would run. The federal government would provide a lump sum payment to the
states each year, but it has offered no assurances that enough federal
funding will follow to keep the program whole. Federal officials already
whisper their hope that hard-pressed state officials might prune back this
"entitlement" program in the future.
So the traditional conversation heard during national recessions -- in which
the federal government, Republican or Democratic, talks of rescuing state
and local governments -- is turned on its head. While cities and states
slash budgets for public hospitals, firehouses and schools even as they
raise taxes to make ends meet, the Bush administration talks of cutting more
taxes. Federal tax cuts enacted under Bush have led to a $10 billion drop in
total revenue for the states, many of which link their taxes to those of the
federal government."
Killing a child: 'I did what I had to do'

When a young Iraqi boy stooped to pick up a rocket propelled grenade
off the body of a dead paramilitary, US Army Private Nick Boggs made
his decision.
He unloaded machinegun fire and the boy, whom he puts at about 10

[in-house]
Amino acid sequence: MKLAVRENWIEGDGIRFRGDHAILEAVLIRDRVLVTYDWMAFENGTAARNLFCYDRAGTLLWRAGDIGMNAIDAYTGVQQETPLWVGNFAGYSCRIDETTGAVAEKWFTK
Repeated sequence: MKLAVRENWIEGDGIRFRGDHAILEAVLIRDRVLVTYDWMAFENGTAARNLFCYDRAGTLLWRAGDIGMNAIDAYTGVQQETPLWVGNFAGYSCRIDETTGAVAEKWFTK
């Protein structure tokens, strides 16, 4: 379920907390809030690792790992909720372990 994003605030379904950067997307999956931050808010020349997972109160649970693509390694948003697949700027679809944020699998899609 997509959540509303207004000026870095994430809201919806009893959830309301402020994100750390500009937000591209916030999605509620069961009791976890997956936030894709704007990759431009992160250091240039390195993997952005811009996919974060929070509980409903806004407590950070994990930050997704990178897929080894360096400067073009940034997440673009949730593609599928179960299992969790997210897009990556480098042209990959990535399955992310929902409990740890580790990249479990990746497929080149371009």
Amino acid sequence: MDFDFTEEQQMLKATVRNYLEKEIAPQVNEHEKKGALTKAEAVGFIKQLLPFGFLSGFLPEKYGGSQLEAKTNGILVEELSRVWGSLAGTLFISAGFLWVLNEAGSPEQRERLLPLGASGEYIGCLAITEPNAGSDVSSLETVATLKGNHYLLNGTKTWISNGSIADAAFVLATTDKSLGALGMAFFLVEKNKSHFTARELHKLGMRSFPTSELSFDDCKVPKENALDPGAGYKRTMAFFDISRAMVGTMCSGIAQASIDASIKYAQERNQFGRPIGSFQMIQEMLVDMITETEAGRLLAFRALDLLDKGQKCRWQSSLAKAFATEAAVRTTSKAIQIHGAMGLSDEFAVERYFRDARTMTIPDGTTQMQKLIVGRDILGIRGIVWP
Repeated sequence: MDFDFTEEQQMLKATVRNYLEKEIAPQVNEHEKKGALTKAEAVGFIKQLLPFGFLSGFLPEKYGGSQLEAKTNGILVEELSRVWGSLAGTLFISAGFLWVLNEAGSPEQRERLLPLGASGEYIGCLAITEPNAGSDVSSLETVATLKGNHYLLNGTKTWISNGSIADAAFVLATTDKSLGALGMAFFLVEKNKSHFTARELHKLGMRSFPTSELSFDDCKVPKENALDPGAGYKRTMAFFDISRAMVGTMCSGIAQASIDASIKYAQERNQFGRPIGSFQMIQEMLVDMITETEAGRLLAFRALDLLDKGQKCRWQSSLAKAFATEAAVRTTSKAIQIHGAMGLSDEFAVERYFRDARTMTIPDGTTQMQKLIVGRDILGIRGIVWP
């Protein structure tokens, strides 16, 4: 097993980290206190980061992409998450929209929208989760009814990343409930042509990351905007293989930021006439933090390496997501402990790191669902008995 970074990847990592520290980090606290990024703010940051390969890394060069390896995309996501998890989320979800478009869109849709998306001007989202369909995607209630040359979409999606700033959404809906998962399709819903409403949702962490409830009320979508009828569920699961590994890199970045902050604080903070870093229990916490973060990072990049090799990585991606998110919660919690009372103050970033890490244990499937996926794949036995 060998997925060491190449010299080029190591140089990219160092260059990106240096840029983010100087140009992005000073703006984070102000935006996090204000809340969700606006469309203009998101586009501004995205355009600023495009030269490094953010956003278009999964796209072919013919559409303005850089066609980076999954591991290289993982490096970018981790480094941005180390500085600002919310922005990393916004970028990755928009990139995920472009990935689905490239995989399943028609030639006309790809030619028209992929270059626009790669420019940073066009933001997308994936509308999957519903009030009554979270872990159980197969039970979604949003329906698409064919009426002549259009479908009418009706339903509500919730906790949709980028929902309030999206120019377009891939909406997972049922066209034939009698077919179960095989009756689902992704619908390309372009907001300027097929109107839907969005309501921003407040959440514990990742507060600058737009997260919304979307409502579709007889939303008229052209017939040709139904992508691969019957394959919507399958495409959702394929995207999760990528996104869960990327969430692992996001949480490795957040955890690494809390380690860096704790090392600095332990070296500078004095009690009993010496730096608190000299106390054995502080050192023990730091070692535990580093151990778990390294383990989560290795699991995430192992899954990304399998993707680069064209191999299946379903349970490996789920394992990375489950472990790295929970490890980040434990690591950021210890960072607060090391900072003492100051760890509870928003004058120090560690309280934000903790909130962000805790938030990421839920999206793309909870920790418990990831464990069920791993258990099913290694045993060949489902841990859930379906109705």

years old, fell dead on a garbage-strewn stretch of waste land at
Boggs, a softly spoken 21-year-old former hunting guide from Alaska,
says he knew when he joined the army 18 months ago he might someday
have to make a decision like that.
He hoped it would never come and, although he has no regrets about
opening fire, it is clear he'd rather it wasn't a child he killed.
"I did what I had to do. I don't have a big problem with it but anyone
who shoots a little kid has to feel something," he said after fierce
weekend fighting in this Shi'ite Muslim holy city that left dozens of
Iraqis and one American soldier dead.
As US troops take the Iraq war out of the desert and into the main
cities, they are increasingly seeing children in their line of fire.
Many are innocent civilians in the wrong place at the wrong time and
military officers concede that some may have been killed in artillery
or mortar fire, or shot down by soldiers whose judgment is impaired in
the "fog of war".
But others are apparently being used as fighters or more often as
scouts and weapons collectors. US officers and soldiers say that turns